By the time I left school at sixteen the specialists had all but given up on me, having devoted a decade to probing my subconscious without success. I was disappointed, my mother now remaining the only adversary to play the game out with, but it changed nothing at home.

Or perhaps it did.  One evening my father failed to return from work.  The house had been, as usual, quiet during the day, my elder siblings having by then dispersed to lead more normal lives elsewhere and I now wonder how I never noticed their leaving or indeed how long it had been since I was the only child remaining.

The food was on the table; bacon, sausages, tomatoes, potato bread and two eggs – all fried as he liked it and now coagulating on my dad’s plate. Mother sat across from me at the table, hands tidily on her lap; mine stuffed in the pocket of my sweatshirt making bigger the hole already there.  Where is he?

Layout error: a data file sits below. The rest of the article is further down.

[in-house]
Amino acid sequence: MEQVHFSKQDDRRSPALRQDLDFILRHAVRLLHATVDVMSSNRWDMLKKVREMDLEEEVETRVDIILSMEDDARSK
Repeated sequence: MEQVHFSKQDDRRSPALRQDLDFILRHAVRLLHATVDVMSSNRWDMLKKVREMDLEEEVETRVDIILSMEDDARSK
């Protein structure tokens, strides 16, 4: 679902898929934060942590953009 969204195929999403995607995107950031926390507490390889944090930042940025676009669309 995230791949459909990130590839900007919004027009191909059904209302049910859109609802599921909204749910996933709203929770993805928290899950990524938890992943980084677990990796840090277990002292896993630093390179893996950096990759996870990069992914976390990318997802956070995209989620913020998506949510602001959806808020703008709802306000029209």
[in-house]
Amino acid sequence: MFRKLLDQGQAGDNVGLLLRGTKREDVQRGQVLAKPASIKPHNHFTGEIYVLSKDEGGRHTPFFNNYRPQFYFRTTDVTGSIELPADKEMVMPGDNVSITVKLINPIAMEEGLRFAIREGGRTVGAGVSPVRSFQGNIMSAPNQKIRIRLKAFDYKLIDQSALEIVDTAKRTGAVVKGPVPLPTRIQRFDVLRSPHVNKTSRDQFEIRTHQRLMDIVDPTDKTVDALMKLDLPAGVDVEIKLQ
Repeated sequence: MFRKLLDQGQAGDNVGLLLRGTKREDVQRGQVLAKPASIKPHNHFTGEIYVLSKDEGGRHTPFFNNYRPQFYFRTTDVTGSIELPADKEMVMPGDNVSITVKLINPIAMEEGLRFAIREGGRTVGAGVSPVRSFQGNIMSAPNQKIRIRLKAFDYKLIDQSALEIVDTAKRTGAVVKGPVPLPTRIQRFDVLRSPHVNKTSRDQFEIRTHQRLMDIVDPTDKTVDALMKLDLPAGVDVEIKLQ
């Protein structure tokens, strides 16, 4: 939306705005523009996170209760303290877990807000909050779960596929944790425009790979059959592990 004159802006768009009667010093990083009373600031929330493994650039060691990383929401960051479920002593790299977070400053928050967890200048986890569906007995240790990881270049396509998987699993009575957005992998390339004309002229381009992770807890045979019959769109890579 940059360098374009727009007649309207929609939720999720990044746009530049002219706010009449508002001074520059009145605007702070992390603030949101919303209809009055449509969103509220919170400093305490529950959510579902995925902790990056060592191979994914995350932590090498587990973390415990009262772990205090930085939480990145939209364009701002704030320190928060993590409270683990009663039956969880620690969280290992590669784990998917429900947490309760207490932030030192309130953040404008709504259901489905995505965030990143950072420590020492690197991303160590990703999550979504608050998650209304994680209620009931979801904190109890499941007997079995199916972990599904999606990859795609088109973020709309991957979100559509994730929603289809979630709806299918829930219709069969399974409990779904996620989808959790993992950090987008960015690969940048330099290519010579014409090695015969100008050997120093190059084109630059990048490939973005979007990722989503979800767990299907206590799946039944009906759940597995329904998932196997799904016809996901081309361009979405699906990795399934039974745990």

For an hour, maybe two, we sat like dead fish frozen into an icy lake and still he did not come.  Beyond the window of the kitchen, light was being sucked slowly out of the day and finally the grey gloom of evening started to invade the room.  A fear was beginning to gnaw at me and although my mother had moved not an inch during that time I regarded the subtle change in her manner with growing panic.

The eyes that for so long had scorched her resentment into my soul had taken on the look of a hibernating tortoise reluctant to accept the onset of its awakening. They were dead eyes to match the dead words that finally slunk out from in between her teeth, “Now are you happy?”